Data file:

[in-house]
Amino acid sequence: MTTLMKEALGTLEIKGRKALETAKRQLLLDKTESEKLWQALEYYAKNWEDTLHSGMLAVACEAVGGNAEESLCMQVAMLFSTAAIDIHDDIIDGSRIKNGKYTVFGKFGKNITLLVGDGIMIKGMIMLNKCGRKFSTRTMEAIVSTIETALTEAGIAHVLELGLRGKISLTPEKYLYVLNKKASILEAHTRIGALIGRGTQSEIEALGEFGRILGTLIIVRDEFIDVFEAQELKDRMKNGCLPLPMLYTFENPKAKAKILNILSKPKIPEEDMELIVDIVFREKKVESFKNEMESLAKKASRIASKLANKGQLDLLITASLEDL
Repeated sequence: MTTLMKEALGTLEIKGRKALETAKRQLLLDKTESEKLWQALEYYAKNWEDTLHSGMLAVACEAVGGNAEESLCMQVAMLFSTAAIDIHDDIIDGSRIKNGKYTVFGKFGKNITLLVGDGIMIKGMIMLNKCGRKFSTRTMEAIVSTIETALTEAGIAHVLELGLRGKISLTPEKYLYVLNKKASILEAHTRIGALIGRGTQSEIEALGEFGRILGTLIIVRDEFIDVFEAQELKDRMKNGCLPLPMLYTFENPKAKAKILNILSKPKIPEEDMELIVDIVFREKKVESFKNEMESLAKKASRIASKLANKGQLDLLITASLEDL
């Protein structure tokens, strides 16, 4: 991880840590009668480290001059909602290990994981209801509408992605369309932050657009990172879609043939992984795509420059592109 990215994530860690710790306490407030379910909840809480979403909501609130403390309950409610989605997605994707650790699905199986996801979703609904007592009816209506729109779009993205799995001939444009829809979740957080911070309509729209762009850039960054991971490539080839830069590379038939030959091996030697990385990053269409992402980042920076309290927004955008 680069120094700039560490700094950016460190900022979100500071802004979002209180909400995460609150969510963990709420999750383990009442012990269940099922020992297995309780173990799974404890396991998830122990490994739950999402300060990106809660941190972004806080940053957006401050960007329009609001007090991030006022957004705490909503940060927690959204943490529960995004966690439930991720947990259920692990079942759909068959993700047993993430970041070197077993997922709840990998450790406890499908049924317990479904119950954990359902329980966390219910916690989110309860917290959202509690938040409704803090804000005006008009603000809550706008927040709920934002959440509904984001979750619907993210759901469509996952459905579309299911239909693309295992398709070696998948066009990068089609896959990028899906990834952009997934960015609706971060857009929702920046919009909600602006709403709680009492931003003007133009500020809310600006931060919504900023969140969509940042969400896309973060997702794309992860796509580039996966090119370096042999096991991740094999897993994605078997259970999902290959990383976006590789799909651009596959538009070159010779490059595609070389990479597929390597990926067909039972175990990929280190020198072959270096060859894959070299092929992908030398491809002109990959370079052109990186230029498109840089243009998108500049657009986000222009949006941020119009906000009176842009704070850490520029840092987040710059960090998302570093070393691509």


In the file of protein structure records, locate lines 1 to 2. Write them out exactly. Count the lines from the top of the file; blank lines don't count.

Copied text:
[in-house]
Amino acid sequence: MTTLMKEALGTLEIKGRKALETAKRQLLLDKTESEKLWQALEYYAKNWEDTLHSGMLAVACEAVGGNAEESLCMQVAMLFSTAAIDIHDDIIDGSRIKNGKYTVFGKFGKNITLLVGDGIMIKGMIMLNKCGRKFSTRTMEAIVSTIETALTEAGIAHVLELGLRGKISLTPEKYLYVLNKKASILEAHTRIGALIGRGTQSEIEALGEFGRILGTLIIVRDEFIDVFEAQELKDRMKNGCLPLPMLYTFENPKAKAKILNILSKPKIPEEDMELIVDIVFREKKVESFKNEMESLAKKASRIASKLANKGQLDLLITASLEDL